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I have typed up a summary of important information about sorbs:

Here is a summary of key points:

  • The bonding agent does indeed have a very significant effect on the pumping abilities of a sorb. Data shows that poor thermal conductors like SS or ZrO2 cements have little or no pumping speed, while Ag-Sn braze bonds and copper cements have the best pumping speed. This would suggest that using Stycast as a bonding agent is not ideal, since it has very poor thermal conductivity (~1/5 that of 316 SS at 4K).
  • Baking out sorbs is always a good idea, but heating them too much can be bad. Experiments have shown that charcoal heated to very high temperatures (~900 Celcius) in preparation had a reduced pumping speed. However, heating to moderate temperatures (<250 Celsius) seems to be fine.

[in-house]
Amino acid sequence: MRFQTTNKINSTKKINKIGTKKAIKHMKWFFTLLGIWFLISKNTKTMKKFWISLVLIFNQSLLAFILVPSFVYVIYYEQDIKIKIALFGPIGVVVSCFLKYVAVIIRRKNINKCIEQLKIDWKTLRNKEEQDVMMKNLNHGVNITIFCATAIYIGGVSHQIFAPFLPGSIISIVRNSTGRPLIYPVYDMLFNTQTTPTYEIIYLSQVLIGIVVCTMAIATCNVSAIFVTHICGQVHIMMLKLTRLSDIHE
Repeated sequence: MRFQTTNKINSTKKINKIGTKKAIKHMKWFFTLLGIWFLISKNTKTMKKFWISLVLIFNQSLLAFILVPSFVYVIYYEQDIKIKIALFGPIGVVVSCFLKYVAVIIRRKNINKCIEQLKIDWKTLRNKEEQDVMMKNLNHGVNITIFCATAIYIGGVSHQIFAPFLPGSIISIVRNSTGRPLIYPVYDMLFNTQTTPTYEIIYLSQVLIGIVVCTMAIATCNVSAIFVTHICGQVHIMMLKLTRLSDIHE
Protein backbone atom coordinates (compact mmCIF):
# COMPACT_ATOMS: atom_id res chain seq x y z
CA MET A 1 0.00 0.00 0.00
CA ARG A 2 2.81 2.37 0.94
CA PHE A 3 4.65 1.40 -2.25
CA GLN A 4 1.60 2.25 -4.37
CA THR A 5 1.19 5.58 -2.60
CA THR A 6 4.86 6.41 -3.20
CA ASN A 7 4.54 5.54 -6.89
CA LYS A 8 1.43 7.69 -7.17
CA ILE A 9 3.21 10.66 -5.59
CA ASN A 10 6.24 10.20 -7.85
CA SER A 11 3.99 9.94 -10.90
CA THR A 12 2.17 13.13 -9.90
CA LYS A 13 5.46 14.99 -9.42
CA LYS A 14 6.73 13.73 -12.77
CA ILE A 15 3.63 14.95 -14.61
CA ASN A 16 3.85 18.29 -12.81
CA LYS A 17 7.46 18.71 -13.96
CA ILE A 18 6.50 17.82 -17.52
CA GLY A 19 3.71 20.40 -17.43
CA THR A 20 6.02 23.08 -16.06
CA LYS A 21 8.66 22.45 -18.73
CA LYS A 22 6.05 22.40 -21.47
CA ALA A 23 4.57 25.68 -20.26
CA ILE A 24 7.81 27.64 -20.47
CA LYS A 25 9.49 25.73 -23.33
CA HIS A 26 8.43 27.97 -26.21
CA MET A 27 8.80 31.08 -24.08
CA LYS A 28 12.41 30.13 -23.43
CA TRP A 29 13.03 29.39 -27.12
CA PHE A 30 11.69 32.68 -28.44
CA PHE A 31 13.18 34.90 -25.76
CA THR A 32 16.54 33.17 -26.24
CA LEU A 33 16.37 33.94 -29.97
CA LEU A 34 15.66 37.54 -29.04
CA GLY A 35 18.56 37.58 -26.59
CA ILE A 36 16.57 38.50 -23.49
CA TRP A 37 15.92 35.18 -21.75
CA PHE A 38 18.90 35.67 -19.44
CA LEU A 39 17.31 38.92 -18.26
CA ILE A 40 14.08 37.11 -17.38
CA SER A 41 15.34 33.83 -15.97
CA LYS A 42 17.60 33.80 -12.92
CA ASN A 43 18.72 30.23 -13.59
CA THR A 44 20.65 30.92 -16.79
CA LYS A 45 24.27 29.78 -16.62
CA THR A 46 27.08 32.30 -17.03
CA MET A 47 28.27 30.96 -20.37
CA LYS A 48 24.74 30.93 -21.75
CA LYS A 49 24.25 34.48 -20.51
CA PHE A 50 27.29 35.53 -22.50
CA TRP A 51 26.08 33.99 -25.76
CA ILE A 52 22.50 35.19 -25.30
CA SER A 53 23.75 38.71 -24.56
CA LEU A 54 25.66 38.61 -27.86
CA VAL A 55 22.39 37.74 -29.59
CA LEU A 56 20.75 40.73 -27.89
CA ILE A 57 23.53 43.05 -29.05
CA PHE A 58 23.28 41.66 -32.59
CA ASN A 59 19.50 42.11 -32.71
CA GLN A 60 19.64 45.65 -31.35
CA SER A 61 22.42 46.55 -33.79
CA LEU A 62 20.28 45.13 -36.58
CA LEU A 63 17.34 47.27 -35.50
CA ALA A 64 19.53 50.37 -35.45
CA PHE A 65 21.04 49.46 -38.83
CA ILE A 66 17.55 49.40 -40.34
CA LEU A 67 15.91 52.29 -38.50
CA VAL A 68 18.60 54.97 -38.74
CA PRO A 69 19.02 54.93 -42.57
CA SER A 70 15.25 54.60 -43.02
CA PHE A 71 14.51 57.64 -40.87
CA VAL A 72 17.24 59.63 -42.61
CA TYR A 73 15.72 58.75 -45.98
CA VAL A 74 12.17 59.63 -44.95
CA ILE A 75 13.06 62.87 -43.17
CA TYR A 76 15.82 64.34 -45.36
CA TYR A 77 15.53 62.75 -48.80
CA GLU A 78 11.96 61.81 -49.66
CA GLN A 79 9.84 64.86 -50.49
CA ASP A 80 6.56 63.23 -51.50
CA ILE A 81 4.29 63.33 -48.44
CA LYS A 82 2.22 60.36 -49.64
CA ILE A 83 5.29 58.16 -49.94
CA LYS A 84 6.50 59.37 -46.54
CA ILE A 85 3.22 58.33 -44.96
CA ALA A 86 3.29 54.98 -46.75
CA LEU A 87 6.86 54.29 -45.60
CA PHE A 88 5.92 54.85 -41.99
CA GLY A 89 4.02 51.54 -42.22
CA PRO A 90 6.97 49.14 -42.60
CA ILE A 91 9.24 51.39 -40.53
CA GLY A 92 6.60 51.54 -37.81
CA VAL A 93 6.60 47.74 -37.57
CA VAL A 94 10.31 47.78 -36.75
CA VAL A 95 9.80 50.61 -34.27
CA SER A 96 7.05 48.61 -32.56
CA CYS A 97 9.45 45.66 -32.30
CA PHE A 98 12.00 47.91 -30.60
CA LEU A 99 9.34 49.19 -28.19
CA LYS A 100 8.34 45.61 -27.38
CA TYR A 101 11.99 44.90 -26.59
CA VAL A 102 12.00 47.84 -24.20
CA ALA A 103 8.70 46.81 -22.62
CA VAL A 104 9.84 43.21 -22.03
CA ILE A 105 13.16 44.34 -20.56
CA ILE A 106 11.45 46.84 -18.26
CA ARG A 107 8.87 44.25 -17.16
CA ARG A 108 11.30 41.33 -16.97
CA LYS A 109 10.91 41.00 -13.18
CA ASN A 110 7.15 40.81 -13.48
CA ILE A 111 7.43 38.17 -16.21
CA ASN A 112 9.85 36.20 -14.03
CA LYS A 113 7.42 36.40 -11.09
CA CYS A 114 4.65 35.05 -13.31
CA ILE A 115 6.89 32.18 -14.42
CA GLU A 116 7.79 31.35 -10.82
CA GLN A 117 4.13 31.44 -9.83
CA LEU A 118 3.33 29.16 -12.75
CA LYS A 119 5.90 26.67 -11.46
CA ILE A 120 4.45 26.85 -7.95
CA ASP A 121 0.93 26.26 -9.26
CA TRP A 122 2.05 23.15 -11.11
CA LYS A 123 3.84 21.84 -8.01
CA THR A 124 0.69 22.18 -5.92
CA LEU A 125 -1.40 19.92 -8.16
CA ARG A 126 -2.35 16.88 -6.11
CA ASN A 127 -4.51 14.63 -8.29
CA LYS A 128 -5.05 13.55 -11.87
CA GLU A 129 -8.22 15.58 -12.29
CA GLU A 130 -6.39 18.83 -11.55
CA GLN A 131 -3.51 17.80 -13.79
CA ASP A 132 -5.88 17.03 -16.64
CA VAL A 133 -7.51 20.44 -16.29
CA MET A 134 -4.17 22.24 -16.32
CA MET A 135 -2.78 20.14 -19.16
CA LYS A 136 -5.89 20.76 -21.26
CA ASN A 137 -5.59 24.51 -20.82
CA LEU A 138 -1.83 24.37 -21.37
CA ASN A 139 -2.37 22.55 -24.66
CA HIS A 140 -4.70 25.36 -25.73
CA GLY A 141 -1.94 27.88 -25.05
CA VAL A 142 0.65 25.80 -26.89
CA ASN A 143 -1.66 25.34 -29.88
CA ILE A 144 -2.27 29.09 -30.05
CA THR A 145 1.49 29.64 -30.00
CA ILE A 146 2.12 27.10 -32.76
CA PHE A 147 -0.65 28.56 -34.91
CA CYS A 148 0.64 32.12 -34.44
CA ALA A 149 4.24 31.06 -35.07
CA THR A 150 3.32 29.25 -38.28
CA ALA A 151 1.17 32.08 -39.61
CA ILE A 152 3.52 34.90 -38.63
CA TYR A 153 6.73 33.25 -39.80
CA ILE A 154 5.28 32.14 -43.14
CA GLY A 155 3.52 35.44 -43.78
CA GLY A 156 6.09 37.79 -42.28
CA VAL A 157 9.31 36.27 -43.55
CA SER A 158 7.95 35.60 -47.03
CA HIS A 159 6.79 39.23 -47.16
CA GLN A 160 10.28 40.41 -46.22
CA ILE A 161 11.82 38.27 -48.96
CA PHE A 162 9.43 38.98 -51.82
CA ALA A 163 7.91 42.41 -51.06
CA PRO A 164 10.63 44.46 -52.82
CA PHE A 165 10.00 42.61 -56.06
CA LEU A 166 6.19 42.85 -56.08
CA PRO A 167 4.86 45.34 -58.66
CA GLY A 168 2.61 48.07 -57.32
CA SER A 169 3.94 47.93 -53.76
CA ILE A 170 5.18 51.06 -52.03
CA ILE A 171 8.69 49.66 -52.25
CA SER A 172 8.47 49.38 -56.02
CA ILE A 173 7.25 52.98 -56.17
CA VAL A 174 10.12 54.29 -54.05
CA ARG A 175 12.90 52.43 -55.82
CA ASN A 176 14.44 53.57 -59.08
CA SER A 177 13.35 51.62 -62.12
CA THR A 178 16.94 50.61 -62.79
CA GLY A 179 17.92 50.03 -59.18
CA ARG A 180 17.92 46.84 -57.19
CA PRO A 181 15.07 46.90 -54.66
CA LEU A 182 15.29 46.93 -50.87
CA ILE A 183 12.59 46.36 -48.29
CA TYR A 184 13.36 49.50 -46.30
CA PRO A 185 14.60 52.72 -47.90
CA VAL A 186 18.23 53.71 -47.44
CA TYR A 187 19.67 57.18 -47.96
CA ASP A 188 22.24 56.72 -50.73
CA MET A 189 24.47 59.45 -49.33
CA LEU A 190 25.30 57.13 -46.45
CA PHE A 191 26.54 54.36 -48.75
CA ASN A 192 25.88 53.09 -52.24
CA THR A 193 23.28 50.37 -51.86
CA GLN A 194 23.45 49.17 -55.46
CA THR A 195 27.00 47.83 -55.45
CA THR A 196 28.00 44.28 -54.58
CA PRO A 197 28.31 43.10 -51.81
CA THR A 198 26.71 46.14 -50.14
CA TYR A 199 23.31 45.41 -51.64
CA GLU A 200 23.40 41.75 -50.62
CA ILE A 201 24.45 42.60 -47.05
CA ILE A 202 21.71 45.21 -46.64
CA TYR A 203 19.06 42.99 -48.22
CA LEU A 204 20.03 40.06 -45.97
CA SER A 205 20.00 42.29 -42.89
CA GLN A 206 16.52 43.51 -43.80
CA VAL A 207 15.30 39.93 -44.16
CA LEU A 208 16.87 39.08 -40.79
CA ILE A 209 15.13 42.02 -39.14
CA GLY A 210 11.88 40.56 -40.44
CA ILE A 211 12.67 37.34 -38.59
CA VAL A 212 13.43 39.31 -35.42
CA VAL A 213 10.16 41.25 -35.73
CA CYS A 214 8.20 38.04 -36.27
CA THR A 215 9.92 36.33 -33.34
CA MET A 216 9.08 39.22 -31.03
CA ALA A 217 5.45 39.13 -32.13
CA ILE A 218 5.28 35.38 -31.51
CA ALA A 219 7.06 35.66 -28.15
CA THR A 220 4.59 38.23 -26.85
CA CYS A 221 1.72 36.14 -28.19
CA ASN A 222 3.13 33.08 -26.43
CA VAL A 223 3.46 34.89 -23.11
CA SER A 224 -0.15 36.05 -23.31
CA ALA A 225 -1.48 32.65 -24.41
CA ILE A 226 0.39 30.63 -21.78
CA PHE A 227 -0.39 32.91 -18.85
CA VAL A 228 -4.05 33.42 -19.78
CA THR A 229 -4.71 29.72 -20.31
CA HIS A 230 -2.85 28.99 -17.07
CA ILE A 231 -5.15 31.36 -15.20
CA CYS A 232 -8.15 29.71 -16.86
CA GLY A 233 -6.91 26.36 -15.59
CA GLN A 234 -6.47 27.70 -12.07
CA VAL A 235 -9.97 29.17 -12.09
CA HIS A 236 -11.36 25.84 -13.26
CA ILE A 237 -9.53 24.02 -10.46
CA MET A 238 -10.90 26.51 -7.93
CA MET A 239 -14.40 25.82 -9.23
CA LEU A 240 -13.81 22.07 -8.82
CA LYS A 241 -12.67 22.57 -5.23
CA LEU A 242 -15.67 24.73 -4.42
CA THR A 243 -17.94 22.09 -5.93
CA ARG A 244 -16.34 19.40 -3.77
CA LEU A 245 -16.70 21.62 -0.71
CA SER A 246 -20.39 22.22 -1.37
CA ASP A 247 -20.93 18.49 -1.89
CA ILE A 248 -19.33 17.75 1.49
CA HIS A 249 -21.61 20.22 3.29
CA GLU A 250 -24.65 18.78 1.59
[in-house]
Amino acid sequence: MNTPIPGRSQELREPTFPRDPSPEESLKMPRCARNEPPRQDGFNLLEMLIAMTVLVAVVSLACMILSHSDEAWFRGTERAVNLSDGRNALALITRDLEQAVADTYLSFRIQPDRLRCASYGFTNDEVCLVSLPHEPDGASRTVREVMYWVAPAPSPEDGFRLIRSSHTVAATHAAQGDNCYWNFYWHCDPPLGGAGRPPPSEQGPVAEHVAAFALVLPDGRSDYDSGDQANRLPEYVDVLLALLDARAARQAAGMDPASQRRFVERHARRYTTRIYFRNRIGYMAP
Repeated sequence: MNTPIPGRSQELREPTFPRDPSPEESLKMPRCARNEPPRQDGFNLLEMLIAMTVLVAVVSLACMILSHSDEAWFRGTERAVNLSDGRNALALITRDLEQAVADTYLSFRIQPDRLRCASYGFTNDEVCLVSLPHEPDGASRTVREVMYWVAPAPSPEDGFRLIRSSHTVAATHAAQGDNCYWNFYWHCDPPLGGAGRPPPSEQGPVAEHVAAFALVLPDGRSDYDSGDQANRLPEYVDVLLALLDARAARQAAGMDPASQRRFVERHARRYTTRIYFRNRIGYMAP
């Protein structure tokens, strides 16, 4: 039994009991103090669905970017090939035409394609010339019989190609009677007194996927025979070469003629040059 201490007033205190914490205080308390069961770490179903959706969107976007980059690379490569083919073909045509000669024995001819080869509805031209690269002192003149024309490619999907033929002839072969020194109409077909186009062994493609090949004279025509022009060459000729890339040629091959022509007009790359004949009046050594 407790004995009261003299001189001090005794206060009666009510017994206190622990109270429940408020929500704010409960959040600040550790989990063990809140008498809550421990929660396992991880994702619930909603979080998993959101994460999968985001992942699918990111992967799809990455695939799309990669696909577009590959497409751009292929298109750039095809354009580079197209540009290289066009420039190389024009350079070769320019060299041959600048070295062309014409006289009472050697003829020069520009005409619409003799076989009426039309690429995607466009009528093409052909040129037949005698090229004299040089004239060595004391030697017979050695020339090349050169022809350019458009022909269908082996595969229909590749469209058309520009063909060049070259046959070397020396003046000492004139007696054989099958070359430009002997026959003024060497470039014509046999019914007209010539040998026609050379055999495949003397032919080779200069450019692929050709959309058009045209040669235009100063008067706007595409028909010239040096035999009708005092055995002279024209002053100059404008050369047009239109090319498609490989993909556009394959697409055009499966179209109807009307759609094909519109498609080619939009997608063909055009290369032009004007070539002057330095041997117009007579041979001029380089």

• Contamination of sorbs by pump oil is significant enough that after a few weeks under vacuum, pumping speed can drop by almost an order of magnitude. Sorbs should be baked out and cooled in the presence of a cold surface onto which contaminants can condense, for example a clean metal surface at or below LN2 temperatures.

This is a first draft. There is more that I would like to add to it, but there is enough in it for now. The references are listed below. -- Nick Hutzler, 28 October 2008

Some other good papers that did not yet make it into the summary: